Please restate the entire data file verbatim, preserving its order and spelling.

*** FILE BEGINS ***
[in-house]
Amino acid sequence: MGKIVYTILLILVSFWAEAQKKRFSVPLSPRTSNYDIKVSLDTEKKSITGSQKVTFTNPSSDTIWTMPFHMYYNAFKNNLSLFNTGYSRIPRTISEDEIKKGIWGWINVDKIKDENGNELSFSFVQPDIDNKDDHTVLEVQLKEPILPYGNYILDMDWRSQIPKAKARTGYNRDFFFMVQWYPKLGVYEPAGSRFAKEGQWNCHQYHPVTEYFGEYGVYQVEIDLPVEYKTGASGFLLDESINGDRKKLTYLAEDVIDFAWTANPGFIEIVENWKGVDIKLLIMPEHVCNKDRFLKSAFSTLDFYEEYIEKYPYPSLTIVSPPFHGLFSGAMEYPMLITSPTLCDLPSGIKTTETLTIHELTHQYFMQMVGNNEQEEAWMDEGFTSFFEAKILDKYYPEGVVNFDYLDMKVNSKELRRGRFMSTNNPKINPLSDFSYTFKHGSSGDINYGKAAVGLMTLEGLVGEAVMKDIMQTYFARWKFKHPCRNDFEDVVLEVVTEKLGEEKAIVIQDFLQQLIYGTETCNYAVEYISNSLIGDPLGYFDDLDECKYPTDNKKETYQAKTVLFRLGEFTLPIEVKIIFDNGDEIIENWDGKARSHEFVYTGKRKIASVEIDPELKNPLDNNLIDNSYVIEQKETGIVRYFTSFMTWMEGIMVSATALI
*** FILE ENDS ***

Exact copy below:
[in-house]
Amino acid sequence: MGKIVYTILLILVSFWAEAQKKRFSVPLSPRTSNYDIKVSLDTEKKSITGSQKVTFTNPSSDTIWTMPFHMYYNAFKNNLSLFNTGYSRIPRTISEDEIKKGIWGWINVDKIKDENGNELSFSFVQPDIDNKDDHTVLEVQLKEPILPYGNYILDMDWRSQIPKAKARTGYNRDFFFMVQWYPKLGVYEPAGSRFAKEGQWNCHQYHPVTEYFGEYGVYQVEIDLPVEYKTGASGFLLDESINGDRKKLTYLAEDVIDFAWTANPGFIEIVENWKGVDIKLLIMPEHVCNKDRFLKSAFSTLDFYEEYIEKYPYPSLTIVSPPFHGLFSGAMEYPMLITSPTLCDLPSGIKTTETLTIHELTHQYFMQMVGNNEQEEAWMDEGFTSFFEAKILDKYYPEGVVNFDYLDMKVNSKELRRGRFMSTNNPKINPLSDFSYTFKHGSSGDINYGKAAVGLMTLEGLVGEAVMKDIMQTYFARWKFKHPCRNDFEDVVLEVVTEKLGEEKAIVIQDFLQQLIYGTETCNYAVEYISNSLIGDPLGYFDDLDECKYPTDNKKETYQAKTVLFRLGEFTLPIEVKIIFDNGDEIIENWDGKARSHEFVYTGKRKIASVEIDPELKNPLDNNLIDNSYVIEQKETGIVRYFTSFMTWMEGIMVSATALI